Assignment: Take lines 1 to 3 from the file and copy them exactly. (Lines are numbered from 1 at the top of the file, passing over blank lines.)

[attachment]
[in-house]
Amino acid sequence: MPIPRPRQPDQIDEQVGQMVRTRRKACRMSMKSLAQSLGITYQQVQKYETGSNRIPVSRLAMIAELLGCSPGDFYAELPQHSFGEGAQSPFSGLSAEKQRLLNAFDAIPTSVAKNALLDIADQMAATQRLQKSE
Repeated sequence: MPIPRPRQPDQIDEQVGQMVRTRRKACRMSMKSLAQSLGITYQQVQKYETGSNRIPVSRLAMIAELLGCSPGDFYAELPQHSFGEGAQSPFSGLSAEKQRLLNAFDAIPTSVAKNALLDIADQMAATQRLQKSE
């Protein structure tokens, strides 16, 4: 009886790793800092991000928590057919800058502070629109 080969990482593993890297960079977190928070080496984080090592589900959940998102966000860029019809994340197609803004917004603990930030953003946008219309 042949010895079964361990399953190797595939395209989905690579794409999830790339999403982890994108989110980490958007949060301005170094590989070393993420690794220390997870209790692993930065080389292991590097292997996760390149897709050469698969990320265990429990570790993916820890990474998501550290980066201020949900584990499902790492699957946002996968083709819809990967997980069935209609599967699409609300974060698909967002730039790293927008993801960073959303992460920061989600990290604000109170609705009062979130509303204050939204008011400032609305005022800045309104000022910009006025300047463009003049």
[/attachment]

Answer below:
[in-house]
Amino acid sequence: MPIPRPRQPDQIDEQVGQMVRTRRKACRMSMKSLAQSLGITYQQVQKYETGSNRIPVSRLAMIAELLGCSPGDFYAELPQHSFGEGAQSPFSGLSAEKQRLLNAFDAIPTSVAKNALLDIADQMAATQRLQKSE
Repeated sequence: MPIPRPRQPDQIDEQVGQMVRTRRKACRMSMKSLAQSLGITYQQVQKYETGSNRIPVSRLAMIAELLGCSPGDFYAELPQHSFGEGAQSPFSGLSAEKQRLLNAFDAIPTSVAKNALLDIADQMAATQRLQKSE